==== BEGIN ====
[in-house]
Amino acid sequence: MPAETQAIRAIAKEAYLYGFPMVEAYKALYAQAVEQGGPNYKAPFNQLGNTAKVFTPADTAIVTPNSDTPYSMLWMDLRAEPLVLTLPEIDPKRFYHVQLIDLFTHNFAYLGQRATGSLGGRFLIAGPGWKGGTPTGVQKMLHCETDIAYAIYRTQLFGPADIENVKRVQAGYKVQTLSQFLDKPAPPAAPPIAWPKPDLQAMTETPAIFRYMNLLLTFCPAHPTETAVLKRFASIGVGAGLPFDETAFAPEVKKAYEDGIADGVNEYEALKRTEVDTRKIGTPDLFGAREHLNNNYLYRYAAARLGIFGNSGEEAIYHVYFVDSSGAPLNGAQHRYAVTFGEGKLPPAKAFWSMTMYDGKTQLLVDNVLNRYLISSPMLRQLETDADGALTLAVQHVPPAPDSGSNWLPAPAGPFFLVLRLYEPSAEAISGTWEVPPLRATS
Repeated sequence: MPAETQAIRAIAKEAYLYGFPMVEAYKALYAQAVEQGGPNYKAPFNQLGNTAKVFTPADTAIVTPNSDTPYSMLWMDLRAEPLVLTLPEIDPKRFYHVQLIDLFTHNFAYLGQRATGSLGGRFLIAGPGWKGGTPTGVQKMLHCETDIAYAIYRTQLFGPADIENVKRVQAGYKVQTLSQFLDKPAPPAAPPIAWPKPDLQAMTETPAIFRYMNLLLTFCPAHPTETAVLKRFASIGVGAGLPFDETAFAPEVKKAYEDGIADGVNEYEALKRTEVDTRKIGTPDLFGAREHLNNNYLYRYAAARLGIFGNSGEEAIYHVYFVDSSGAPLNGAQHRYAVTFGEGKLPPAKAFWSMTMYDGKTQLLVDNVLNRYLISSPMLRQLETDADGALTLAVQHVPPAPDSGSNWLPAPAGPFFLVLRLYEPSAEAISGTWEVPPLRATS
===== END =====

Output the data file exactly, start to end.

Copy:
[in-house]
Amino acid sequence: MPAETQAIRAIAKEAYLYGFPMVEAYKALYAQAVEQGGPNYKAPFNQLGNTAKVFTPADTAIVTPNSDTPYSMLWMDLRAEPLVLTLPEIDPKRFYHVQLIDLFTHNFAYLGQRATGSLGGRFLIAGPGWKGGTPTGVQKMLHCETDIAYAIYRTQLFGPADIENVKRVQAGYKVQTLSQFLDKPAPPAAPPIAWPKPDLQAMTETPAIFRYMNLLLTFCPAHPTETAVLKRFASIGVGAGLPFDETAFAPEVKKAYEDGIADGVNEYEALKRTEVDTRKIGTPDLFGAREHLNNNYLYRYAAARLGIFGNSGEEAIYHVYFVDSSGAPLNGAQHRYAVTFGEGKLPPAKAFWSMTMYDGKTQLLVDNVLNRYLISSPMLRQLETDADGALTLAVQHVPPAPDSGSNWLPAPAGPFFLVLRLYEPSAEAISGTWEVPPLRATS
Repeated sequence: MPAETQAIRAIAKEAYLYGFPMVEAYKALYAQAVEQGGPNYKAPFNQLGNTAKVFTPADTAIVTPNSDTPYSMLWMDLRAEPLVLTLPEIDPKRFYHVQLIDLFTHNFAYLGQRATGSLGGRFLIAGPGWKGGTPTGVQKMLHCETDIAYAIYRTQLFGPADIENVKRVQAGYKVQTLSQFLDKPAPPAAPPIAWPKPDLQAMTETPAIFRYMNLLLTFCPAHPTETAVLKRFASIGVGAGLPFDETAFAPEVKKAYEDGIADGVNEYEALKRTEVDTRKIGTPDLFGAREHLNNNYLYRYAAARLGIFGNSGEEAIYHVYFVDSSGAPLNGAQHRYAVTFGEGKLPPAKAFWSMTMYDGKTQLLVDNVLNRYLISSPMLRQLETDADGALTLAVQHVPPAPDSGSNWLPAPAGPFFLVLRLYEPSAEAISGTWEVPPLRATS